Dear Friend, Seven years ago this week, I was prepping madly to teach my first legal research class.  Three months earlier, I'd been a law student myself.  To say that I was nervous is an understatement; mildly terrified was probably a more apt description.  The truth is I didn't really know what I was getting myself into, but I knew that I wanted to teach legal research differently than I had been taught legal research, where at best it was viewed as a skill less important than everything else being taught at law school and at worst an afterthought, a skill that students should be able to do with very little training.  There are many points I wish I knew then that I know now and that's what I want to share with you toda y.  First and foremost, students will forgive many imperfections in the classroom if they know you care about their learning.  At the start of every semester, I re-read Kent Syverud's " Taking Students Seriously: A Guide for New Law Teachers

Helping with Student Focus & Motivation in the Remote Classroom, Part 4: Building An Online Teaching Presence

I've written before about how important it is to show students you care about their learning and about them as humans , in part summarizing Kent Syverud's excellent piece , "Taking Students Seriously: A Guide for New Law Teachers. It is harder to show students that you care about them in a remote environment than when you see them in a physical classroom every day, where you can smile at them, easily ask them how they're doing as they enter the room or when you run into them in the classroom, or notice through their body language if they are having a hard time and reach out. But we know that showing we care matters; our students try harder and engage more when they feel like their learning matters to their instructor.  It takes more intention to show you care about students in the online classroom, but it's imperative that we find ways to show we do. So what are some ways that we can show students we care in the remote learning environment? The first is to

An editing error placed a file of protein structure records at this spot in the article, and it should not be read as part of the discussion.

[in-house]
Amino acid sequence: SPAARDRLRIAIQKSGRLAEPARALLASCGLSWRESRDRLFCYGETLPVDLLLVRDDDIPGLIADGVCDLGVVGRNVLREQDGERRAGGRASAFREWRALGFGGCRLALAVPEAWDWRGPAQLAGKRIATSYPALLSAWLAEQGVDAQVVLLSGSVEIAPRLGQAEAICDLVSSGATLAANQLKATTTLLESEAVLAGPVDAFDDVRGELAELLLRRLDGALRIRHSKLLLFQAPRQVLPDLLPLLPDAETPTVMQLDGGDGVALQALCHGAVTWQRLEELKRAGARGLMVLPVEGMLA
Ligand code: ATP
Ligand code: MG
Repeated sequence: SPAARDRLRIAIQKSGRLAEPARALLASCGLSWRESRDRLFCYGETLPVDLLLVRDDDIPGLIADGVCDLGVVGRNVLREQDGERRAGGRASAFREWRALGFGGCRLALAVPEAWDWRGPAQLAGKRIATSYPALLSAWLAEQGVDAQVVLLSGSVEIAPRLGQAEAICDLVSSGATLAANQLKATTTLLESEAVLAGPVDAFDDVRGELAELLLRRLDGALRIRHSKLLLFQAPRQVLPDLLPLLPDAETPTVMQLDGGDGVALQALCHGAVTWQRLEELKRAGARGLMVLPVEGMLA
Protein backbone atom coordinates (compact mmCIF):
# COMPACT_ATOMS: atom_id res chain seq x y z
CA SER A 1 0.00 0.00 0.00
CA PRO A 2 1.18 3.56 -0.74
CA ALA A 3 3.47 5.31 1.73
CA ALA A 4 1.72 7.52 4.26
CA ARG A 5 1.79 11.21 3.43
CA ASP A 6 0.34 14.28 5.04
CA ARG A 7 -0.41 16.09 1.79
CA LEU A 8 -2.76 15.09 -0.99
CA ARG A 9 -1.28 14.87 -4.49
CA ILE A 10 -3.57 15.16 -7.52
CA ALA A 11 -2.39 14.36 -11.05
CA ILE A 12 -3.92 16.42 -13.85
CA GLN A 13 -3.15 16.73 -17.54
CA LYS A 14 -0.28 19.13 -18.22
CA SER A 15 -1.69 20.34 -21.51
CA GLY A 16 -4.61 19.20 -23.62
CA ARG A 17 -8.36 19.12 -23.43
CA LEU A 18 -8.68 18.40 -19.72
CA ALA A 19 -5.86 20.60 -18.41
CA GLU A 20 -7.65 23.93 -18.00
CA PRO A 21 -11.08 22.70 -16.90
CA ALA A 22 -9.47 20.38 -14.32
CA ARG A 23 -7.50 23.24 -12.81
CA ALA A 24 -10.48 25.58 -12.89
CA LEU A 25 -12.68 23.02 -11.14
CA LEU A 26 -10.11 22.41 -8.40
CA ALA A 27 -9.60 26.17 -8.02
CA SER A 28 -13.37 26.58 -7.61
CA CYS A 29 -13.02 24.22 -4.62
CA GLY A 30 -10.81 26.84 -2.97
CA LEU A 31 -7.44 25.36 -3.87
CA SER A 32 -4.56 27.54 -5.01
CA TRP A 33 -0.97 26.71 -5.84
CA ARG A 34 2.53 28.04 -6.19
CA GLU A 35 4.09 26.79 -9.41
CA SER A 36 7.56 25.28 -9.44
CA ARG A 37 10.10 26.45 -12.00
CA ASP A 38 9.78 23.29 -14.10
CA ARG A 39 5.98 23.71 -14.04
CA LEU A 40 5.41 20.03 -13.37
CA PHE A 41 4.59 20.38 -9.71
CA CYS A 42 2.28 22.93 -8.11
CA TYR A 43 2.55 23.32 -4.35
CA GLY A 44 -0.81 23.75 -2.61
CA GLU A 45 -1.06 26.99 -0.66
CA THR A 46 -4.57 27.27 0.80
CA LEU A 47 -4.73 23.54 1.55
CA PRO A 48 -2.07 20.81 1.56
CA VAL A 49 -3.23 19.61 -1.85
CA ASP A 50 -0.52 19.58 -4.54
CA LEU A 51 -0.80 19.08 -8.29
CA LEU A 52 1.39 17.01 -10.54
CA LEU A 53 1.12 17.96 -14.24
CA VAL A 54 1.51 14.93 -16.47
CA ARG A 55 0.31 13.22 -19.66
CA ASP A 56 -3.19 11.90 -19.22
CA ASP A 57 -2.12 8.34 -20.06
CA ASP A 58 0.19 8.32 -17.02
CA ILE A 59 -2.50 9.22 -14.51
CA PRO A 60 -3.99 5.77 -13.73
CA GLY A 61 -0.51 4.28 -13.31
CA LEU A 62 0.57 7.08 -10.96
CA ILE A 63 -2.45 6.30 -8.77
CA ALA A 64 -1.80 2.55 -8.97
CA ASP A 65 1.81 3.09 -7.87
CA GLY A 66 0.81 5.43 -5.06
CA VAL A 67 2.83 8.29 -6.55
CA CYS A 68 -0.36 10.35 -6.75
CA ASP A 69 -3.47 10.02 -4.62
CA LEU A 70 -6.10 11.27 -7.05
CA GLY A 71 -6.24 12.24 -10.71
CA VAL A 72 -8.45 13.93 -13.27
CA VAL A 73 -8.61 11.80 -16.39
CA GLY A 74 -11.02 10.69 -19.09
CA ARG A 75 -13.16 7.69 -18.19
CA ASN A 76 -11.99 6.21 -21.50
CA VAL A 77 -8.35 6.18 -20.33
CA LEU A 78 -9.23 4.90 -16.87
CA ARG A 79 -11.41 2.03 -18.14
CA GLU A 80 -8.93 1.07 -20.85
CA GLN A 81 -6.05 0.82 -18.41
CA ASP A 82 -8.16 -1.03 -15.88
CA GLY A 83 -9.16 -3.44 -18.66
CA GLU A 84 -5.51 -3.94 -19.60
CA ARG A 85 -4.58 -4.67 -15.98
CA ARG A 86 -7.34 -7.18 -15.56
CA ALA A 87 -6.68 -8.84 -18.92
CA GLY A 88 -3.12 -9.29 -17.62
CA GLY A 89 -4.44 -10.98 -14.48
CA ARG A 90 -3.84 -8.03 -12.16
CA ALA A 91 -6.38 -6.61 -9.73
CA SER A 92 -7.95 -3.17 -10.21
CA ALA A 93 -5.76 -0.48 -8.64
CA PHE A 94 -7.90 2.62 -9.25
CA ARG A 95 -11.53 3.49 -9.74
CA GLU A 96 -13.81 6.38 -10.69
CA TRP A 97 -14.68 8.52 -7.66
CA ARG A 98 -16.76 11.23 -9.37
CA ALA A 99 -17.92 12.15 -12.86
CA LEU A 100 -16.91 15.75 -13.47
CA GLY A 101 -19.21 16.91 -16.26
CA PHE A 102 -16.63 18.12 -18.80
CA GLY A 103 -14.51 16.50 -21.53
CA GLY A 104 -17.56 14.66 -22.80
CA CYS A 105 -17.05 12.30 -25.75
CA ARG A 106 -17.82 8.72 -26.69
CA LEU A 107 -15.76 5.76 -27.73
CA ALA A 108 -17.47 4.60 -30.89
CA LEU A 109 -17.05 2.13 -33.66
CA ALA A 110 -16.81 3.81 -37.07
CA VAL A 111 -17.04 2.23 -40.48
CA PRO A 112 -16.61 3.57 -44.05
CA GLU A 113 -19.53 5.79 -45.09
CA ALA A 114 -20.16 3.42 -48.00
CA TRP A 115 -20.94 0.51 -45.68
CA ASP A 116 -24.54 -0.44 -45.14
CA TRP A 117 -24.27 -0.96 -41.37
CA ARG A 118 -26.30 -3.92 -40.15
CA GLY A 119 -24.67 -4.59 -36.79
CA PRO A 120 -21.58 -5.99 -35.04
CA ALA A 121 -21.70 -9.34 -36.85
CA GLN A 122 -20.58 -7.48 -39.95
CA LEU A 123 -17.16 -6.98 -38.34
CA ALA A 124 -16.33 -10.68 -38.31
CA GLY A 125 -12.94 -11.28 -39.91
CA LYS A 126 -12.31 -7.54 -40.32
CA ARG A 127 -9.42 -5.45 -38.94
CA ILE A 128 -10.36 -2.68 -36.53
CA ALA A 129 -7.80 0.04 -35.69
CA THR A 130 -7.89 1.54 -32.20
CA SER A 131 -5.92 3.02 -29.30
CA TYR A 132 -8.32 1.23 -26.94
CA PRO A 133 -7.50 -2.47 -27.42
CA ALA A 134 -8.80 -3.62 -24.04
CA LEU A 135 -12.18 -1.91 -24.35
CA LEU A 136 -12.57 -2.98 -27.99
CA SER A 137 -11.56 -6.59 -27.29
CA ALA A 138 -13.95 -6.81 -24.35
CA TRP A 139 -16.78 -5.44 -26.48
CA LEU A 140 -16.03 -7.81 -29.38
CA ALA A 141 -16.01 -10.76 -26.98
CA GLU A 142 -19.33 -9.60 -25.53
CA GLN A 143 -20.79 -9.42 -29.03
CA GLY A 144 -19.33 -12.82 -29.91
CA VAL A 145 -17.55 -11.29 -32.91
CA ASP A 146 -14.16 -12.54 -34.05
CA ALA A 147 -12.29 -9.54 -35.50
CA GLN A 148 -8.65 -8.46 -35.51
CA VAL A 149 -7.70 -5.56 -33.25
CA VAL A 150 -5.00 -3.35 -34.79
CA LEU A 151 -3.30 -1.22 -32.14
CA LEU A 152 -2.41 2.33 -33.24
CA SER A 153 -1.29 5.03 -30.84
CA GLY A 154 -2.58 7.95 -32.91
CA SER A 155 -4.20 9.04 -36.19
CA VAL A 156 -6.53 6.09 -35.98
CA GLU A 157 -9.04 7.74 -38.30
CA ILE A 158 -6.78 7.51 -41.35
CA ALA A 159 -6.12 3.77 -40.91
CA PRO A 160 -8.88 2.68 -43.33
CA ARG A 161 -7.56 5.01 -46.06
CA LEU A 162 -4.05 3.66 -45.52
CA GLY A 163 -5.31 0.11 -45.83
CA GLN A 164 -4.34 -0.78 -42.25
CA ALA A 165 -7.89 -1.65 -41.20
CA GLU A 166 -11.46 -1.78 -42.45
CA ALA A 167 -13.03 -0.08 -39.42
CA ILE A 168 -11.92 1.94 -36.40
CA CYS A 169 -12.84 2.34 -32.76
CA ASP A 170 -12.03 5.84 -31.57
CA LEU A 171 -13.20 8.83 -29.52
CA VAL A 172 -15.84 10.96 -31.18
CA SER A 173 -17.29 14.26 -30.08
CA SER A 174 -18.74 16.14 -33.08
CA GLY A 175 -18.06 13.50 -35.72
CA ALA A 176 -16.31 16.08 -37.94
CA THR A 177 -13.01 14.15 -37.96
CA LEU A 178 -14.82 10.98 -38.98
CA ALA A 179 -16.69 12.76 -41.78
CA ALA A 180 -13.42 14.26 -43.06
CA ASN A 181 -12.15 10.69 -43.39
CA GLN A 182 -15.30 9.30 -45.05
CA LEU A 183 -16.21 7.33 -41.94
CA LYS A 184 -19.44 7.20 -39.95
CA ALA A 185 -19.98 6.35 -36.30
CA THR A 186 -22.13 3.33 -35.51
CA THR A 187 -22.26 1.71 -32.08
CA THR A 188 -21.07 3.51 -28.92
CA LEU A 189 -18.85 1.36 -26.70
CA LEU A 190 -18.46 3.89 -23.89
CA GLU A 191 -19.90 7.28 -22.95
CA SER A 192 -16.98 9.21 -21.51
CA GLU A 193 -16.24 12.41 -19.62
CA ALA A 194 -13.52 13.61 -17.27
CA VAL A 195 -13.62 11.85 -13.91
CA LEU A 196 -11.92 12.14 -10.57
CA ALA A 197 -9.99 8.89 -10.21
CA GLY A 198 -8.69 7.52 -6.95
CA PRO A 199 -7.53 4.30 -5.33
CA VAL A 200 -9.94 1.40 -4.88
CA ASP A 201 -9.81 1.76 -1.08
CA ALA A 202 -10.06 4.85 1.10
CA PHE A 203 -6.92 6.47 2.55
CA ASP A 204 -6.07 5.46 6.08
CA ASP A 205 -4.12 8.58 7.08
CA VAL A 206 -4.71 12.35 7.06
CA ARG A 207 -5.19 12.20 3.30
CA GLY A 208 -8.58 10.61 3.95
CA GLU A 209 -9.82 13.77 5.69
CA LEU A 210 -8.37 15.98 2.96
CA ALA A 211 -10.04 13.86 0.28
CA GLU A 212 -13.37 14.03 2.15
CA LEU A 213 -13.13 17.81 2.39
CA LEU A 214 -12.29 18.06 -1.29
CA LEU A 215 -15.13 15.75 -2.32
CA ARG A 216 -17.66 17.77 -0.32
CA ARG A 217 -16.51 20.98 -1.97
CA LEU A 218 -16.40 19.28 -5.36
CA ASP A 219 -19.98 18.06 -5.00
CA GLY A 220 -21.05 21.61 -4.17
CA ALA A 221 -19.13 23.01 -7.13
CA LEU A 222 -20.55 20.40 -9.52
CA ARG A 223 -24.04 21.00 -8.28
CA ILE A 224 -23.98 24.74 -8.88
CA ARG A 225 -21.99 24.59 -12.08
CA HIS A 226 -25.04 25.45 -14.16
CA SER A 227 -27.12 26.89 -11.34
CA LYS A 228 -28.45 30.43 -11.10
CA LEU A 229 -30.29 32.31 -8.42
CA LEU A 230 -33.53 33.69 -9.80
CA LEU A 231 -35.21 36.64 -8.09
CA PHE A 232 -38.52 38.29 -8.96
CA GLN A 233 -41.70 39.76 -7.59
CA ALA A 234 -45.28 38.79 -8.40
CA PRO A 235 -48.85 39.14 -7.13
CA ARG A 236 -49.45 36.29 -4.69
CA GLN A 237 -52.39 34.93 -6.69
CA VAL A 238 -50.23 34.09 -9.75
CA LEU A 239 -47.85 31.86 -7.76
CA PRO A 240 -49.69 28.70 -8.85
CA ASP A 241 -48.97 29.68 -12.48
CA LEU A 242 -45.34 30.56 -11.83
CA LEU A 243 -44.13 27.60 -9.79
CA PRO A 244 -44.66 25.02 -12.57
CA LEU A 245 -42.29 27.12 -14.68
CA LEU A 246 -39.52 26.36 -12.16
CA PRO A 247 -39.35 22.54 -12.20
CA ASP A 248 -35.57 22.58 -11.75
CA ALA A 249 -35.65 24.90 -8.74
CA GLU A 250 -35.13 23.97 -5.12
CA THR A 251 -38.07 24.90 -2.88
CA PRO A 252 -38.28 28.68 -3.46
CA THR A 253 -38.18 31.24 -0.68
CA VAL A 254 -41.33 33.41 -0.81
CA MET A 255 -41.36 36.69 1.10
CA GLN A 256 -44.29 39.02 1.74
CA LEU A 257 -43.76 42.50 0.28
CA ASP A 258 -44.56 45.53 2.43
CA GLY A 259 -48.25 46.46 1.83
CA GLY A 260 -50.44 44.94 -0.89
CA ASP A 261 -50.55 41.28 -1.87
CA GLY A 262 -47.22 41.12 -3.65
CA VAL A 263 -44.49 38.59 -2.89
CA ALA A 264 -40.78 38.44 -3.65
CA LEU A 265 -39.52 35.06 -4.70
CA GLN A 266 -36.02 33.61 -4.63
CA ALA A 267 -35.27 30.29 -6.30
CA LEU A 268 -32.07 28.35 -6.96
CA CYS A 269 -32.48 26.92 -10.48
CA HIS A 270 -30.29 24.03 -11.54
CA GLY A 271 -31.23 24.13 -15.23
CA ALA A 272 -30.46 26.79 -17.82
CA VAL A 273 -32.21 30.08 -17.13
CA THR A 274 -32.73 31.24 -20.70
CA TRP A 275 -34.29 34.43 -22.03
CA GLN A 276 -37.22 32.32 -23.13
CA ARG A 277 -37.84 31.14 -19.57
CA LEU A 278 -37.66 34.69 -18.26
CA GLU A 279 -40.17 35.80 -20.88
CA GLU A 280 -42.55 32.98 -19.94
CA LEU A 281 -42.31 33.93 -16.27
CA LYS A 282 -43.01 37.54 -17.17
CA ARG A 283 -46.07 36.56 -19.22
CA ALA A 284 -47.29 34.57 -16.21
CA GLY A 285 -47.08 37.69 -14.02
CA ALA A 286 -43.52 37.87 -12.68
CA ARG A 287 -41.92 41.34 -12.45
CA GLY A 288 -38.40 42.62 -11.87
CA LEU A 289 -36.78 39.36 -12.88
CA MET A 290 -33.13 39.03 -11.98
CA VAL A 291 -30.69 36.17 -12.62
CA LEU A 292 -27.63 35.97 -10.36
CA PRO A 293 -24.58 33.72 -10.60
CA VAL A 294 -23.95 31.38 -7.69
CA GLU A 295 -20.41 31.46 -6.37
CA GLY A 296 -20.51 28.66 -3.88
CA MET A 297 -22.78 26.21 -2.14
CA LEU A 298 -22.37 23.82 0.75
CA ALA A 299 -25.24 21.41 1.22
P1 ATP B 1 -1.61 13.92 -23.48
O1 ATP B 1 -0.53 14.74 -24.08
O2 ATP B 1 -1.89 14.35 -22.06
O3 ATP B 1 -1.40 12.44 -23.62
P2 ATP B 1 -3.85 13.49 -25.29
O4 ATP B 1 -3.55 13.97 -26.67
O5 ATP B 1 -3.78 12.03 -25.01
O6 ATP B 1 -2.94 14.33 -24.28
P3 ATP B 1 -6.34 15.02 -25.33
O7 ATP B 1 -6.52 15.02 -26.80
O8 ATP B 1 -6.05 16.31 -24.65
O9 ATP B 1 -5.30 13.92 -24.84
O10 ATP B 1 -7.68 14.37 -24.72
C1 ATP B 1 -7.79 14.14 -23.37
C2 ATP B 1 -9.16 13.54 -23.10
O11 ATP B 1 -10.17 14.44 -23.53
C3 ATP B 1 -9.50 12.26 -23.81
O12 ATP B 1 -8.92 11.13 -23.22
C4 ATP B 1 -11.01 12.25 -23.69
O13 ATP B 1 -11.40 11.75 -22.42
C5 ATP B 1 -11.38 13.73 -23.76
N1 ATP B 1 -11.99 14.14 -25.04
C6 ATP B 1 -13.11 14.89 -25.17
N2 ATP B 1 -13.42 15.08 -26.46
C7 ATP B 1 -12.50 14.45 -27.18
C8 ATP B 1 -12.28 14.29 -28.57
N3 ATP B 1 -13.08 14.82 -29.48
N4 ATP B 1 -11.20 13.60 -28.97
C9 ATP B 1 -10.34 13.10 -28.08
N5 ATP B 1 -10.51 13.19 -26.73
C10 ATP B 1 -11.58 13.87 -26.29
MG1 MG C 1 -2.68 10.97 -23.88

Why Experts Can Struggle to Teach Novices

This week in our Slack group on teaching , there was an interesting discussion about expertise and the amount of time needed to prep for instruction. I mentioned something that I recalled reading: that experts can be less effective in teaching novices because often the expert skips cognitive steps that the novice learner needs to understand.  I thought I'd dig into this a little more today on the blog. The fact is novices and experts learn very differently.  The major reason for this is that experts not only know a lot about their chosen discipline, but they understand how that discipline is organized. As such, what has a clear structure to the expert is a jumbled set of unorganized information to the novice.  The information presented to novices "are more or less random data points."[1]  In contrast, when the expert learns something new in her area of expertise, she just plugs it into the knowledge structure that already exists in her long-term memory. Because the new

Reflection in the Legal Research Classroom

Reflection is a critical component of experiential learning.  We see in ABA Standard 303 that experiential courses must include multiple opportunities for self-evaluation.  Self-evaluation is critically important to legal research.  Students must reflect on and assess their research methodology each time they research to continue becoming more efficient legal researchers and to determine what research strategies work best in which situations. [1] Reflection relates to several ideas found in cognitive theory that have been shown to result in stronger learning and retention: Retrieval : recalling recently-learned information;  Elaboration : finding a nexis between what you know and what you are learning; and  Generation : putting concepts into your own words and/or contemplating what you might do differently next time. I've been contemplating how to better incorporate reflection into legal research classes. At the beginning of this semester, at the recommendation of a works

Motivation in the Legal Research Classroom

Motivating students in the legal research classroom can be a challenge. As we know, there are many false narratives surrounding students' conceptions of legal research's importance, interest level, and ease, all of which can result in a decrease in students' motivation to engage in this subject matter. There are two types of motivation--intrinsic and extrinsic.  Extrinsic motivation occurs when students are motivated by an outside reward or punishment;[1] in instruction, this is often the grades students will get on research assignments or the participation points they might receive for actively engaging with in-class exercises.  Intrinsic motivation , on the other hand, occurs when students are interested in the topic for its own sake.[2] Due to legal research's false narratives, students entering our classrooms tend to be drive primarily by extrinsic motivation.  The problem is, as Julie Dirksen aptly notes in her excellent book Design for How People Learn , &qu